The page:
The comment about being SP dominated was aimed at the CNWP I believe not the McDonnell campaign, although it is badly worded. Also I wouldn't assume that all the comments are from PR members/supporters, they're not.

Also you wouldn't find a single person in PR who sees it as "the revolutionary party"......

Also as for the Campaign for a Marxist Party the person who asked "what are they" isn't the author of the article. But rather than say it's depressing why not explain what it's about and give a link?

J.B said...

"I wouldn't assume that all the comments are from PR members/supporters, they're not"

The quotes I cite are all from those refferring to Permanent Revolution as "we" - suggesting membership or at least support for the ideas it is advocating.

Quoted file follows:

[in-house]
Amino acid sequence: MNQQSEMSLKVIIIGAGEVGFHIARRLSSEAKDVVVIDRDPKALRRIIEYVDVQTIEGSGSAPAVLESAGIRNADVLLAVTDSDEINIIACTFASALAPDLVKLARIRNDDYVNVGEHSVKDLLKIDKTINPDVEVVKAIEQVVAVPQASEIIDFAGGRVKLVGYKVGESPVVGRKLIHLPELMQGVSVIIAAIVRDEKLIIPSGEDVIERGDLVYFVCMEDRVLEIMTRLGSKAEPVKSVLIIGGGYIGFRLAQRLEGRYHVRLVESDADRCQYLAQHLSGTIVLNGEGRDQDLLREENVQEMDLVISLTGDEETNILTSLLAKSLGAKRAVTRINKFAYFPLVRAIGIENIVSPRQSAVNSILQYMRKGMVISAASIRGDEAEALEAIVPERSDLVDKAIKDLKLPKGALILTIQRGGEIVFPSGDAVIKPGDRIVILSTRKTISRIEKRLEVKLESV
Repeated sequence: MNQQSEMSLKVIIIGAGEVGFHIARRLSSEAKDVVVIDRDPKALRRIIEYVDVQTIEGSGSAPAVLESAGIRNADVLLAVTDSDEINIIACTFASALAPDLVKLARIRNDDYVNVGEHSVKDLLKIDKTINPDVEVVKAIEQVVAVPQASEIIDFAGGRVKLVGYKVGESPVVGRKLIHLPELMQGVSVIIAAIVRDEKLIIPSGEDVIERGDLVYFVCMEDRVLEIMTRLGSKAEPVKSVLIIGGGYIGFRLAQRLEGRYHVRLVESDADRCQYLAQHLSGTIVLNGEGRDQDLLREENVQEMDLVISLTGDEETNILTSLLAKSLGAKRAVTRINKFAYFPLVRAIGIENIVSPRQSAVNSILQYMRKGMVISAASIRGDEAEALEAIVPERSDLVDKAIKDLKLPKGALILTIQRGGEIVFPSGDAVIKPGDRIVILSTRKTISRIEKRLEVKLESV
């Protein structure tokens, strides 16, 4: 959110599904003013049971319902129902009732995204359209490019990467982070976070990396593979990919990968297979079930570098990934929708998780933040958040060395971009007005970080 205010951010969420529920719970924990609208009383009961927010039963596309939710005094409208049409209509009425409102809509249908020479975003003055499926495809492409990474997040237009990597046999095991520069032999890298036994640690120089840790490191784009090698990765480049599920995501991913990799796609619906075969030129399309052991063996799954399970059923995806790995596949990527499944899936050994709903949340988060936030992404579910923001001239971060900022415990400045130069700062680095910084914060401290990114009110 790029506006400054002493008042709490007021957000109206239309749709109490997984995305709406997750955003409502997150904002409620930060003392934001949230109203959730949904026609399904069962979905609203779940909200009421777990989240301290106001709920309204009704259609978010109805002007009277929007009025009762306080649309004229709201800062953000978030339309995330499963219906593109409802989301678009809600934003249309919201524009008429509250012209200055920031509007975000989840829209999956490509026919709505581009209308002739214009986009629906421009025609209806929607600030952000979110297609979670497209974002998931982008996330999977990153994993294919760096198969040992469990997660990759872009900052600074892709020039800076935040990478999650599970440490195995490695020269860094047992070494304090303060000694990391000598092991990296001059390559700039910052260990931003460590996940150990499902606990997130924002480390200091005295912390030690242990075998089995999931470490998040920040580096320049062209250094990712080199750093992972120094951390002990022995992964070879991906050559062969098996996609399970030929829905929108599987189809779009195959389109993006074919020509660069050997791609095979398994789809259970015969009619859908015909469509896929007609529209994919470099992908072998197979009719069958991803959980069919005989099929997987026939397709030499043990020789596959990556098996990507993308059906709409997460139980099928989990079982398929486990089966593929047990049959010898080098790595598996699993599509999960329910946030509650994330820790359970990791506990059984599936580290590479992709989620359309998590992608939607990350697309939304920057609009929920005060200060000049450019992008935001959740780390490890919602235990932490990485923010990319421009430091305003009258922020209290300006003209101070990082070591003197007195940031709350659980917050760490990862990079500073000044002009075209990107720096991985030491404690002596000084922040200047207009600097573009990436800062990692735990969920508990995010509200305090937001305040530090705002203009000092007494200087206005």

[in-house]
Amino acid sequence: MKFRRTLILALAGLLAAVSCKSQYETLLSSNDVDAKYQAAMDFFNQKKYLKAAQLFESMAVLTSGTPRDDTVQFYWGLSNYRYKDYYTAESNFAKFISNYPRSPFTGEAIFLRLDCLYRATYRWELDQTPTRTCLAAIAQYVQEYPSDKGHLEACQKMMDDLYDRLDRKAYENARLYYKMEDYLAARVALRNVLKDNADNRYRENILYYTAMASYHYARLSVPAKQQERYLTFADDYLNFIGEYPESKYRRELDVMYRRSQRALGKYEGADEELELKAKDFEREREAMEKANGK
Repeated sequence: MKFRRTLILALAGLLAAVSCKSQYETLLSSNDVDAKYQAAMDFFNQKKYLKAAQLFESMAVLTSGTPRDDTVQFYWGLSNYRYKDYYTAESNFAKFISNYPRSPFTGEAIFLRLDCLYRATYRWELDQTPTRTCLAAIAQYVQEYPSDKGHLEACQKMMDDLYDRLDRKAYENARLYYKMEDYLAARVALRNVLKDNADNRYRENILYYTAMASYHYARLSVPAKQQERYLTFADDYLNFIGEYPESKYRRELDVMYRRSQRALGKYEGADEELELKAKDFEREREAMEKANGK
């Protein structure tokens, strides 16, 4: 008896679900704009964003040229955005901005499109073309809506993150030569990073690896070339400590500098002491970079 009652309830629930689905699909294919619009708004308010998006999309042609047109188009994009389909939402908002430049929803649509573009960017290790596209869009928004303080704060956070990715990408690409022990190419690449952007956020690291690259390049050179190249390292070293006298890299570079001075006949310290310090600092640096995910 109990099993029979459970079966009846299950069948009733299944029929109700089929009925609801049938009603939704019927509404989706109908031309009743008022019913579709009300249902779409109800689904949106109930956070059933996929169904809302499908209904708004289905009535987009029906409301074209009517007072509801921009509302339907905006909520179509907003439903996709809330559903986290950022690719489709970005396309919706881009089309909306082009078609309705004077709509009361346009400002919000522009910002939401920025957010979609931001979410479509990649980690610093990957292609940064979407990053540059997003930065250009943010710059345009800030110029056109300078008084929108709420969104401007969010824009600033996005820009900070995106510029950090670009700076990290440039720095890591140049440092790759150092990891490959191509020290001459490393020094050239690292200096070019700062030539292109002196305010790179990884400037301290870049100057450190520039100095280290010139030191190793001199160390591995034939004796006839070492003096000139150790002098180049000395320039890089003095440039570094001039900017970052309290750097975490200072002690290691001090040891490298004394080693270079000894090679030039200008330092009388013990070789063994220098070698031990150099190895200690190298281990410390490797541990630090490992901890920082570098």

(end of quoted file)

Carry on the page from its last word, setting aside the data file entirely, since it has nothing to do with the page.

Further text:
I haven't got time at the minute to expand on other point, but will do so later.

J.B said...

I agree that there have been a lot of problems with the way the SP has operated in the PCS. The point about how we go about building the rank and file movement is interesting. The fact that the campaign has attracted support from the very unions that have disaffiliated from Labour (RMT, FBU) raises some interesting points of reference.

It's my opinion that the revolutionary left needs to unite around the McDonnell campaign (while exploring the urgent need for a revolutionary communist party - with other groups) PR has been doing this to some extent via its union involvement.

I'm not really sure how PR seeks to develop the momentum for the building of a Revolutionary Marxist party if not in tandem with other leftists uniting around similar demands - given the limited base of support it has. If you'd care to expand on this point - that'd be great.

Charlie Marks said...